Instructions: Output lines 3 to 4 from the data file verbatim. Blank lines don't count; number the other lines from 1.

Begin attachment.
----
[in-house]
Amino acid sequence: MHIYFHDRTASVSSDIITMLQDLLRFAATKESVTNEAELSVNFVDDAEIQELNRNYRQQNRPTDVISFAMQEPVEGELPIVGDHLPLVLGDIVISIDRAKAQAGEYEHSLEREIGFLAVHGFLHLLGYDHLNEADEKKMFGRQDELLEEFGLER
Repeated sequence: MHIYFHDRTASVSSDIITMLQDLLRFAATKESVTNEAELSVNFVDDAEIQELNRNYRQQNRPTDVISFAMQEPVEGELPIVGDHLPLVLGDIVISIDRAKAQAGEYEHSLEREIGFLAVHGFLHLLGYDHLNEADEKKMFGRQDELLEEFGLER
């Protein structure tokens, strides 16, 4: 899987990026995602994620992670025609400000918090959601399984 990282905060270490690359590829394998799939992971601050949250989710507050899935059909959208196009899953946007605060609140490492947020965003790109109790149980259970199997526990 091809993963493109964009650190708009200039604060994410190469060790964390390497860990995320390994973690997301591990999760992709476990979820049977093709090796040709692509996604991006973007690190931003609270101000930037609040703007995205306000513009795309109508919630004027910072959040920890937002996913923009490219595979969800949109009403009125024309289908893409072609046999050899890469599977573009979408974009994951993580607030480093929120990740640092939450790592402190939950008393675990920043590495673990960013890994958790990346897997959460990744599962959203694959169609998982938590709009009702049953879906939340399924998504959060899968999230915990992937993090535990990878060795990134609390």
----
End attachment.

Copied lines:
Repeated sequence: MHIYFHDRTASVSSDIITMLQDLLRFAATKESVTNEAELSVNFVDDAEIQELNRNYRQQNRPTDVISFAMQEPVEGELPIVGDHLPLVLGDIVISIDRAKAQAGEYEHSLEREIGFLAVHGFLHLLGYDHLNEADEKKMFGRQDELLEEFGLER
């Protein structure tokens, strides 16, 4: 899987990026995602994620992670025609400000918090959601399984 990282905060270490690359590829394998799939992971601050949250989710507050899935059909959208196009899953946007605060609140490492947020965003790109109790149980259970199997526990 091809993963493109964009650190708009200039604060994410190469060790964390390497860990995320390994973690997301591990999760992709476990979820049977093709090796040709692509996604991006973007690190931003609270101000930037609040703007995205306000513009795309109508919630004027910072959040920890937002996913923009490219595979969800949109009403009125024309289908893409072609046999050899890469599977573009979408974009994951993580607030480093929120990740640092939450790592402190939950008393675990920043590495673990960013890994958790990346897997959460990744599962959203694959169609998982938590709009009702049953879906939340399924998504959060899968999230915990992937993090535990990878060795990134609390």